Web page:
Joan (Skall) Kaufman, 88, died Sept. 5, 2020, surrounded by family at her Shaker Heights home.
Born in Cleveland on Feb. 16, 1932, she grew up in Cleveland Heights graduating from Hathaway Brown School in 1949. There she began piano lessons at age 6.
As a child she sent birthday cards to her favorite classical composers. Her lifelong affair with the instrument never abated, and she practiced daily even after she retired from regular volunteer gigs at nursing homes and health care facilities in Greater Cleveland, including University Hospitals, Cleveland Clinic, Menorah Park, Hope Lodge, Judson Park and the Hospice of the Western Reserve.
Starting at age 38 and for more than 45 years, she played regularly, developing friendships with patients, residents and staff at each, and wearing a colorful array of hats and flamboyant outfits that dazzled and amused her audiences. Generous, compassionate with a whimsical, self-deprecating sense of humor, she encouraged others to sing and to play with her. She was down to earth, kind and easily related to people of all ages and walks of life. She made a point of remembering the names of clerks and cashiers with whom she interacted regularly and made even the most fleeting interactions positive and light. She particularly liked to see others smile.
In 1973, when Mayor Ralph J. Perk ran unopposed after his opponent dropped out of the race, on a lark she registered to run a write-in campaign against him. She spent no money on her campaign and carried a magic marker and paper in her purse should she meet someone interested in voting for her. Dick Feagler, The Cleveland Press columnist, wrote about her twice. “I want to stay away from politics while running for mayor,” she told Feagler in a column in which he endorsed her tongue-in-cheek candidacy. Perk was re-elected that year and she came in the middle of the pack.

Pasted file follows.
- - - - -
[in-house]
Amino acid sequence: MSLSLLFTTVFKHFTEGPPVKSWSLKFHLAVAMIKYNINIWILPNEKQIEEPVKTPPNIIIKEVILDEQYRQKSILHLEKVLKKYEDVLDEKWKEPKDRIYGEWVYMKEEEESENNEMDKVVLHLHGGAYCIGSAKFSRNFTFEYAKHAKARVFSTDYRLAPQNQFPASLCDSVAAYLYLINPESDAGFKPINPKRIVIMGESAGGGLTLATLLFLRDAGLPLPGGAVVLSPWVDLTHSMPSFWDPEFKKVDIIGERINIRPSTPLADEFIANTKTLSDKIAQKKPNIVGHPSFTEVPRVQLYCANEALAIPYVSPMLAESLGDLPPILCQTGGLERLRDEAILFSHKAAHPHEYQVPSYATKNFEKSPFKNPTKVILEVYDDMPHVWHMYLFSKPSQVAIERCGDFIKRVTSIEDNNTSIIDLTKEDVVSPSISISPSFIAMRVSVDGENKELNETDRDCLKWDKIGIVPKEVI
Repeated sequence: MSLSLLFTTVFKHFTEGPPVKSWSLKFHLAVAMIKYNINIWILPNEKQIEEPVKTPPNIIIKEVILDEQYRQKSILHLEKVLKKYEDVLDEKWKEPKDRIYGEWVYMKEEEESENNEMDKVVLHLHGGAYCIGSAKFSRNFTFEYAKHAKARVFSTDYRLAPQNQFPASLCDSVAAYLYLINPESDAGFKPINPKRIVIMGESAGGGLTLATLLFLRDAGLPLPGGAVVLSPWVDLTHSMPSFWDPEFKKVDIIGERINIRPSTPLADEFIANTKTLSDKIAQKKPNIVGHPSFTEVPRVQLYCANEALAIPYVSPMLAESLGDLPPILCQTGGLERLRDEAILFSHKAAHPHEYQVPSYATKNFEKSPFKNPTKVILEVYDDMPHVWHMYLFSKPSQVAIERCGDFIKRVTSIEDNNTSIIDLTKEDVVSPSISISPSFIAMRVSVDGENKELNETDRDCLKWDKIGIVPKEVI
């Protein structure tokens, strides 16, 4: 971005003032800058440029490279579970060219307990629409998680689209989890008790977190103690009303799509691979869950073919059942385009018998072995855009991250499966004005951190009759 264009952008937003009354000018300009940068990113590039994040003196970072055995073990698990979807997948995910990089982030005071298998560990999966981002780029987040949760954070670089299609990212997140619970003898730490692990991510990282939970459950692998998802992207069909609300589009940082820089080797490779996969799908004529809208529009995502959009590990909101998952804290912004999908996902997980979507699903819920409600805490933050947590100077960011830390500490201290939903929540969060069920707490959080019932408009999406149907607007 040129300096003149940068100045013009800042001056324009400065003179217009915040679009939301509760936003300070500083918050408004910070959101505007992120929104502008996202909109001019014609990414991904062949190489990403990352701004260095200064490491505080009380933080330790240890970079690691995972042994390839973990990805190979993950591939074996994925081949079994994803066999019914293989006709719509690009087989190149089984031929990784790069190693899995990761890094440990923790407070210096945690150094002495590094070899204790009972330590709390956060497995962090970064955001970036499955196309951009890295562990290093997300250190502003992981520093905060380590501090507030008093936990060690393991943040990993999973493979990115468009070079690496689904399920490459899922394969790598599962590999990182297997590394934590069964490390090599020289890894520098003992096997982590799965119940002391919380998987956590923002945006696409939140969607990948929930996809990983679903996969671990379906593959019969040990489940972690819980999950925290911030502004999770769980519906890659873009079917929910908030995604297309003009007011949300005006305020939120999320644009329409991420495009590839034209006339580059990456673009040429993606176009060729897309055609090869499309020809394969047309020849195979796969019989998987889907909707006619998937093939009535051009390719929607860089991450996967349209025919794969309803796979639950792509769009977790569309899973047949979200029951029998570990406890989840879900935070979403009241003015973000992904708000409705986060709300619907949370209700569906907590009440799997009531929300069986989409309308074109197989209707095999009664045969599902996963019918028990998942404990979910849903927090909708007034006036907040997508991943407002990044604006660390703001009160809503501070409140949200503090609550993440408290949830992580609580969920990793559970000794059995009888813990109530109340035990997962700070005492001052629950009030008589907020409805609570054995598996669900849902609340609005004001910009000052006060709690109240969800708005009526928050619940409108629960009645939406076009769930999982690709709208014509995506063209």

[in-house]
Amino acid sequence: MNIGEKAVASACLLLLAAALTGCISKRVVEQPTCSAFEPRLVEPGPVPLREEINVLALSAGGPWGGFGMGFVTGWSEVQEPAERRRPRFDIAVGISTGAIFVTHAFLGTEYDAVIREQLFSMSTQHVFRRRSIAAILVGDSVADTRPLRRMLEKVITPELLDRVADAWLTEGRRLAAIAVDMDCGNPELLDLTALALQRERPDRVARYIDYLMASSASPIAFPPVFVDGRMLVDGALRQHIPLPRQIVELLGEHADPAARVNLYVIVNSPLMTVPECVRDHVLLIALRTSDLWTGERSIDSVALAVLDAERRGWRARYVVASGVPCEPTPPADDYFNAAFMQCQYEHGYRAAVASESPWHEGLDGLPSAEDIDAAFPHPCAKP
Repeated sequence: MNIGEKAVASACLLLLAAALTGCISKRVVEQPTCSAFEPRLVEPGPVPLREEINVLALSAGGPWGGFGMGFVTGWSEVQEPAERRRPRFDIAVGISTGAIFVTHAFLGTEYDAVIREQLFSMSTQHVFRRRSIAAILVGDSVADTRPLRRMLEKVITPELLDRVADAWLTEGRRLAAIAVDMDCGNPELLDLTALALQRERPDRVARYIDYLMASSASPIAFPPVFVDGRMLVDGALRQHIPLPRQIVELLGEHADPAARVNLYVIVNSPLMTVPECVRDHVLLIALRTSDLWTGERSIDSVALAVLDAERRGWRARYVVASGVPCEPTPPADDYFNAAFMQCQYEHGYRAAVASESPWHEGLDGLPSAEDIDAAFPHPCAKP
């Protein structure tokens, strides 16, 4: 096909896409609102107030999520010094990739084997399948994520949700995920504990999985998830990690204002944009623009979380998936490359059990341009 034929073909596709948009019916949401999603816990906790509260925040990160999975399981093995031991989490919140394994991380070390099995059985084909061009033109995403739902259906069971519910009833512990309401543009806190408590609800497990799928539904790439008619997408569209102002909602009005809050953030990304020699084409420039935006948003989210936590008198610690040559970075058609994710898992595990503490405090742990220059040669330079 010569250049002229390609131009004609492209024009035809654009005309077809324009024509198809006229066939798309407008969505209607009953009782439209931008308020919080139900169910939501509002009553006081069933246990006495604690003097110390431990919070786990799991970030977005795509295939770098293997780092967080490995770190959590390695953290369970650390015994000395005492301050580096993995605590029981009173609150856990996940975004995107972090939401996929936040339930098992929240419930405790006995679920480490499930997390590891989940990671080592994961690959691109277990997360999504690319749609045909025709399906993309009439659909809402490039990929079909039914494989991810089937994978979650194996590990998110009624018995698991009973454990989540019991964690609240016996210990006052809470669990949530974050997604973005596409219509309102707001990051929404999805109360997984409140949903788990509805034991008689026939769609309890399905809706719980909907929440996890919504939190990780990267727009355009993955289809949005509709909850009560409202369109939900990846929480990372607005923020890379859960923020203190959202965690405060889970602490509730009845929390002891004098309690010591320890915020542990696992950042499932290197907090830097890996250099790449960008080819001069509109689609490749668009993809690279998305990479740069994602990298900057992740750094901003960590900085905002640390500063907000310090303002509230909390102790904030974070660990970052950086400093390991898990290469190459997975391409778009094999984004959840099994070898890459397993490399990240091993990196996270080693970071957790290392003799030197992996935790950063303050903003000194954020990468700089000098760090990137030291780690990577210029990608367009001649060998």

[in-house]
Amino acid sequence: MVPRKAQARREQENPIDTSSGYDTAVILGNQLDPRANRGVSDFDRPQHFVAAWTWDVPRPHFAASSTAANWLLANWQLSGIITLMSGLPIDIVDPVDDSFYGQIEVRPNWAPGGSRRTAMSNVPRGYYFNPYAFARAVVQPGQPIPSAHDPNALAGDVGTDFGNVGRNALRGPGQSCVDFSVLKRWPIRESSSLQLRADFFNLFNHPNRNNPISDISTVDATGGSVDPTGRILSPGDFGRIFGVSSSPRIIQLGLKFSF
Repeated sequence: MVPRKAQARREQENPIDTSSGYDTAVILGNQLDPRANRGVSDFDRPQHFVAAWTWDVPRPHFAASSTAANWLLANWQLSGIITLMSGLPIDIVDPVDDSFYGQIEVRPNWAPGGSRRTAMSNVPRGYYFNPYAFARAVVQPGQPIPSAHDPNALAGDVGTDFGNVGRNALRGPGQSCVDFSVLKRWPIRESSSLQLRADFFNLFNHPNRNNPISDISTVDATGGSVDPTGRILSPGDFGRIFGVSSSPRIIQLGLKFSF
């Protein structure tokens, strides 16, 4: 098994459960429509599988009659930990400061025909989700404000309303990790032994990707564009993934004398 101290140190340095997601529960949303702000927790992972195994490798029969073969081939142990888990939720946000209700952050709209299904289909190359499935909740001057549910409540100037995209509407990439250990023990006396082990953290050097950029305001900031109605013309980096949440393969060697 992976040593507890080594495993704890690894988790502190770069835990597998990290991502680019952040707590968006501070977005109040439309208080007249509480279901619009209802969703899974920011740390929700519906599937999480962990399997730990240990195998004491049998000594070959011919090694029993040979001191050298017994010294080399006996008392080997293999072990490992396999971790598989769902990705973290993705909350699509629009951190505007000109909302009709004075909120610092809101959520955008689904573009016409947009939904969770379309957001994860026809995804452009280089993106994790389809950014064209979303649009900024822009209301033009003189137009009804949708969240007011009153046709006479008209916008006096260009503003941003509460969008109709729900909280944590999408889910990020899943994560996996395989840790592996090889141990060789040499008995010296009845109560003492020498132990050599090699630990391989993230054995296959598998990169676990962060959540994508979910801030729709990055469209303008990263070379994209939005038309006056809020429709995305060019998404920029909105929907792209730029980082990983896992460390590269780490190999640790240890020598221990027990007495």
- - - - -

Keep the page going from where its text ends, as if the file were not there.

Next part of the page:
She was a patron of the arts, supporting local artists and crafters, and a fan of local music talent of many genres. An avid knitter, she appreciated both color and texture, giving homemade blankets to family and friends in colors of their choosing.
An inventive cook who entertained casually at home, she delivered her own freshly baked rye bread to friends.
She attended the former Briarcliff
Junior College in White Plains, N.Y., and afterward worked in New York City’s R.C.A. building during the 1950s. She lived with two roommates at the Barbizon Hotel at the time. She then relocated to Chicago to live with her parents, David Greenfield Skall and Mildred (Korach) Skall, in the mid-1950s and worked at J. Walter Thompson as a secretary.
In visits to Cleveland, she met a Virginia-born lawyer, Jules L. Kaufman, whom she married Nov. 7, 1957. He died April 17, 1991. When her children were young, she volunteered at the Rainey Institute, the Cleveland Sight Center and as a tutor in Shaker Heights schools. The couple lived in Cleveland near Shaker Square.
She leaves two children, David L. Kaufman (Trish Garland) of Newton, Mass., and Jane Kaufman (Robert Holden) of Shaker Heights. Her sister, Charlotte Blank, lives in San Francisco. Her brother, Malcolm Skall, predeceased her. In addition to nieces, nephews and cousins, whom she cared for deeply, she leaves a companion, James E. Frolking, who walked with her daily, accompanied her on drums, and tended to her lovingly. There will be a memorial gathering post-pandemic.
Her sister, Charlotte Blank, has established a scholarship as a tribute to her Joanie’s immense love of piano and the gifts she brought to others in her lifetime. The Joan Skall Kaufman Endowed Piano Scholarship at the Music Settlement will go to a child who is studying piano. To donate in her memory, visit givebutter.com/JoanieKaufman or mail gifts to The Music Settlement, attention: Annie Schwarz, 11125 Magnolia Drive, Cleveland, OH 44106.